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wiyosaya

TS Evangelist
I can imagine every conversation with you have turns into an argument of sorts ole wise arrogant one. In your attempts to win, you'll just ignoring a truth that has health implications that people can actually use, right now. I know this because I've experienced it, the hard way. A truth that our health care system is corrupt, full of lies, and costing common people their money and lives. I can only imagine what else they're lying about. I was comparing energy in a way that people can understand and a new way of thinking about it comprehensively without being Preachy! such as yourself. I hear ethanol is pretty clean, hint hint. Our bodies practically run as ethanol machines and what is fouling it out? All the things you mentioned are nice and worthy to look into, no doubt, and I'll certainly give you credit for that. But apparently, these days people just like to argue for argument sake and they wonder why they have a hard time convincing people to their points of view. With all of the rampant obesity, we obviously aren't having a problem producing food.
Like I said, as I see it, you are changing the subject. Now its an ad-hominim attack.

As someone with a health issue, I am well-aware of the issues with the health system. Many times in my past, I have engaged in practices that doctors have said were crazy only to have what I was doing touted several years later as the best way to treat my condition.

I am glad that you found your way to living a more healthy life. However, these changes on a small scale by people who buy into them will do little for the overall environment. The old saying " You can lead a horse to water, but you can't make them drink" comes to mind, as well as it does with the climate argument.

I found the link I was looking for http://www.etcgroup.org/whowillfeedus

If you want to change the argument from fossil fuels to health issues, fine. As I see it, doing so encourages people to overlook the greater effects of fossil fuel usage such as the decline of pollinators. Not everyone out there understands the potential effects. Not to mention it is off-topic.

Personally, I don't think you like that someone challenged you on changing the argument from fossil fuels to health. That is what is known as a straw-man argument - regardless of how healthy it makes those who are capable of hearing your message.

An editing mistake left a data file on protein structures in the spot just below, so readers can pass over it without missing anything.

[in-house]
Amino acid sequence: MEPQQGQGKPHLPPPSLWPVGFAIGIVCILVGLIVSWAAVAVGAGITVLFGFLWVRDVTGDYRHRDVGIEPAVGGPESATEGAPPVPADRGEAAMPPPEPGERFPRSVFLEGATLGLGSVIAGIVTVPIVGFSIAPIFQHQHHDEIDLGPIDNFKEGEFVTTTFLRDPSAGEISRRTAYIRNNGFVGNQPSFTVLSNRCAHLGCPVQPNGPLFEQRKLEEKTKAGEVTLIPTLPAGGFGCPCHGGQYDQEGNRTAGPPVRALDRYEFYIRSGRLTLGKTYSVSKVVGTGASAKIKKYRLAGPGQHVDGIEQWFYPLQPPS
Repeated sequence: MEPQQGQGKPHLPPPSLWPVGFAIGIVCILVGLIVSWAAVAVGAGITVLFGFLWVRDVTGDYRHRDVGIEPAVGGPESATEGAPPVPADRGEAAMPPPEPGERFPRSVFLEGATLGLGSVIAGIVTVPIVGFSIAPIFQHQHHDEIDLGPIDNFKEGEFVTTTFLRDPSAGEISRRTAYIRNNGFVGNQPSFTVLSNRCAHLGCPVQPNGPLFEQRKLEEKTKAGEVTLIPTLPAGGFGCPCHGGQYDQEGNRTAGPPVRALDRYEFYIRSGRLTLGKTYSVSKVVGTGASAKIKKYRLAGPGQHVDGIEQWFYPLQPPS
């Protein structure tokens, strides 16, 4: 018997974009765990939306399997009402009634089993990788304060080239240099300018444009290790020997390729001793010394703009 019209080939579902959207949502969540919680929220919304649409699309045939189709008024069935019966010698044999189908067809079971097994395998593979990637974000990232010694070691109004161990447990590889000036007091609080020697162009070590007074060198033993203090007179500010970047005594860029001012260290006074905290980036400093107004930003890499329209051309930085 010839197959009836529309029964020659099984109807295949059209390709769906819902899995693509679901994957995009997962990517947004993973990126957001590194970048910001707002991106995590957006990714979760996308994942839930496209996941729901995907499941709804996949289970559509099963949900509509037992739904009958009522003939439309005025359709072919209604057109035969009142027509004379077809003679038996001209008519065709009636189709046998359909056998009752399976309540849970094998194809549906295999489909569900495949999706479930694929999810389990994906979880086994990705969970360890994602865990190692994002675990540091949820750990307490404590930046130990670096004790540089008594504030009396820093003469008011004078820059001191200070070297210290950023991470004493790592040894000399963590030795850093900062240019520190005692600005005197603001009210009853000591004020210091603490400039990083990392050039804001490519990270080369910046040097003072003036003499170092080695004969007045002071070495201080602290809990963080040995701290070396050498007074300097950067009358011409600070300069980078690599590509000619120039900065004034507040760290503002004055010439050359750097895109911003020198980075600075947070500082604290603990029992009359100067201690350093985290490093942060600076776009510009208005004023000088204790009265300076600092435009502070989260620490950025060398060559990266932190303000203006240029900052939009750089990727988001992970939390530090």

Best wishes to you. May you live a long and healthy life.

EDIT: BTW - dietary needs are specific to individuals. What works for you may not work for someone else. This is yet another thing that the medical industry is just starting to discover.
 
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Danny101

TS Evangelist
Due to all the variables, It's really a much bigger discussion than can be made in soundbite form and I'm only going to spend a limited amount of time on the subject. Comparatively, what we burn as fuel for energy relates just as much to the health of the planet, as the food we eat as fuel relates to the health of our bodies. Anything that burns has an ash or a byproduct that must be dealt with in some way, notably cleaned up. They do correlate.

The cleaner the fuel, the better for the environment on the planet and in our bodies. That is something that a common person can understand and the lens that helps me see to the problem to begin with. That is my perspective. whether anyone wants to share it or not. That's why I'm all for cleaner fuels because I experience what dirty fuel does to my own body, including the amazing ability of my body to self-heal after course correction. The healing process isn't necessarily pleasant. The toxins are still active during the cleaning and some are still dormant, And I'm not trying to remove it all at once. That would not be good.

That's why I don't share the crisis factor view of Climate Change at this moment. Does that mean I'm ruling out the possibility of remaining a skeptic? Not necessarily. I've had a Climate Change moment within my self, so I can relate. But as long as we are taking steps towards course correction and cleaning up the ash, then our planet can and will showcase it's amazing ability at self-healing,

There was a story out not too long ago talking about bacteria that is eating and feeding off of radiation at Chernobyl. What an amazing planet we live on. The disagreement is in the threshold and I don't believe we've reached that doom and gloom moment and we don't need to throw economies into dissarray in order to do so. Quite similar in the way that a person who tries to detox too fast. It's taken a long time to get here and it's going to take a long time to get out. If we try to go too fast, I believe it can cause much more harm than good.

I'm a lot more thoughtful than I can ever express here and many of my ideas and statements fall far short of that metric. That's why I like analogies because they showcase truths without going into extensive explanations. For instance, look at the atom and the solar system. The similarities are striking, yet at different scales. The organization works in similar ways and also transfer energy in similar ways.

As for the pollinators, I'm aware of that issue. Many causes I believe: disease, infections, chemical poisoning, and even RF has been looked at. So there are a lot of issues on the table. Tired of funding war and ready to fund peaceful solutions.